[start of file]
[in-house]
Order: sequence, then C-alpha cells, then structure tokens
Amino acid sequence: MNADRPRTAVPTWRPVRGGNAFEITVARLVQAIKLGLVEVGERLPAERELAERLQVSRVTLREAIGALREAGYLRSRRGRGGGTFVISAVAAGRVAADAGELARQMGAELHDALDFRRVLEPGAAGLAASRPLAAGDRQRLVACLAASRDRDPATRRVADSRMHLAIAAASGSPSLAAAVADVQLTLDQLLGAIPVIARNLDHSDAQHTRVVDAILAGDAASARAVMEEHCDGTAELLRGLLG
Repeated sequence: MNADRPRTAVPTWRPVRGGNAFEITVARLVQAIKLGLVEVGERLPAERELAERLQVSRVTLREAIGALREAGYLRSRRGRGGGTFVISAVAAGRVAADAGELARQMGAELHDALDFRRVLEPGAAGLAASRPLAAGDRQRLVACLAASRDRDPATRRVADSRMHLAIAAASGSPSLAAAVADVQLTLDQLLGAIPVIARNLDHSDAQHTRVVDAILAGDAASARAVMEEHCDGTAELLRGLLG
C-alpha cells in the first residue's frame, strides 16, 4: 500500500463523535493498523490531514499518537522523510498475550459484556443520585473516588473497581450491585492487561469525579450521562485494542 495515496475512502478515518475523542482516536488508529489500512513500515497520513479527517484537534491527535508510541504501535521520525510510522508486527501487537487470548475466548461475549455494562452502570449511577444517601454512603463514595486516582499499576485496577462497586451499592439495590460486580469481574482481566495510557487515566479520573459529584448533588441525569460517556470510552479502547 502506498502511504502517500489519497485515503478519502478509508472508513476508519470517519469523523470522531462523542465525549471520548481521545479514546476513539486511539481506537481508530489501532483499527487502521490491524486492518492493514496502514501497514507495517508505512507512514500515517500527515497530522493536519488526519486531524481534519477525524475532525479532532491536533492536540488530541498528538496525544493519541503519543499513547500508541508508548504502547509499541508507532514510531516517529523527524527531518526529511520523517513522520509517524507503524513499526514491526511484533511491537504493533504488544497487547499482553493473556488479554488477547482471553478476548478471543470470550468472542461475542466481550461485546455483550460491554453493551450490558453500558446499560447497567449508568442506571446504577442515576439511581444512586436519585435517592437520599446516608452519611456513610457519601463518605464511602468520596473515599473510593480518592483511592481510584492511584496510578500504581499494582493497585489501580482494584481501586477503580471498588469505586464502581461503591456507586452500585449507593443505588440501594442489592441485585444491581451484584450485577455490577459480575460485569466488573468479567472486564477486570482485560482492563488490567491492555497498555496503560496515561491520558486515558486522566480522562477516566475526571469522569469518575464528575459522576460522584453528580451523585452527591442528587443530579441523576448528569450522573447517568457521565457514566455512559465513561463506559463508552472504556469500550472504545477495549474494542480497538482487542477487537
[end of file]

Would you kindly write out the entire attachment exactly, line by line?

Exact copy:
[in-house]
Order: sequence, then C-alpha cells, then structure tokens
Amino acid sequence: MNADRPRTAVPTWRPVRGGNAFEITVARLVQAIKLGLVEVGERLPAERELAERLQVSRVTLREAIGALREAGYLRSRRGRGGGTFVISAVAAGRVAADAGELARQMGAELHDALDFRRVLEPGAAGLAASRPLAAGDRQRLVACLAASRDRDPATRRVADSRMHLAIAAASGSPSLAAAVADVQLTLDQLLGAIPVIARNLDHSDAQHTRVVDAILAGDAASARAVMEEHCDGTAELLRGLLG
Repeated sequence: MNADRPRTAVPTWRPVRGGNAFEITVARLVQAIKLGLVEVGERLPAERELAERLQVSRVTLREAIGALREAGYLRSRRGRGGGTFVISAVAAGRVAADAGELARQMGAELHDALDFRRVLEPGAAGLAASRPLAAGDRQRLVACLAASRDRDPATRRVADSRMHLAIAAASGSPSLAAAVADVQLTLDQLLGAIPVIARNLDHSDAQHTRVVDAILAGDAASARAVMEEHCDGTAELLRGLLG
C-alpha cells in the first residue's frame, strides 16, 4: 500500500463523535493498523490531514499518537522523510498475550459484556443520585473516588473497581450491585492487561469525579450521562485494542 495515496475512502478515518475523542482516536488508529489500512513500515497520513479527517484537534491527535508510541504501535521520525510510522508486527501487537487470548475466548461475549455494562452502570449511577444517601454512603463514595486516582499499576485496577462497586451499592439495590460486580469481574482481566495510557487515566479520573459529584448533588441525569460517556470510552479502547 502506498502511504502517500489519497485515503478519502478509508472508513476508519470517519469523523470522531462523542465525549471520548481521545479514546476513539486511539481506537481508530489501532483499527487502521490491524486492518492493514496502514501497514507495517508505512507512514500515517500527515497530522493536519488526519486531524481534519477525524475532525479532532491536533492536540488530541498528538496525544493519541503519543499513547500508541508508548504502547509499541508507532514510531516517529523527524527531518526529511520523517513522520509517524507503524513499526514491526511484533511491537504493533504488544497487547499482553493473556488479554488477547482471553478476548478471543470470550468472542461475542466481550461485546455483550460491554453493551450490558453500558446499560447497567449508568442506571446504577442515576439511581444512586436519585435517592437520599446516608452519611456513610457519601463518605464511602468520596473515599473510593480518592483511592481510584492511584496510578500504581499494582493497585489501580482494584481501586477503580471498588469505586464502581461503591456507586452500585449507593443505588440501594442489592441485585444491581451484584450485577455490577459480575460485569466488573468479567472486564477486570482485560482492563488490567491492555497498555496503560496515561491520558486515558486522566480522562477516566475526571469522569469518575464528575459522576460522584453528580451523585452527591442528587443530579441523576448528569450522573447517568457521565457514566455512559465513561463506559463508552472504556469500550472504545477495549474494542480497538482487542477487537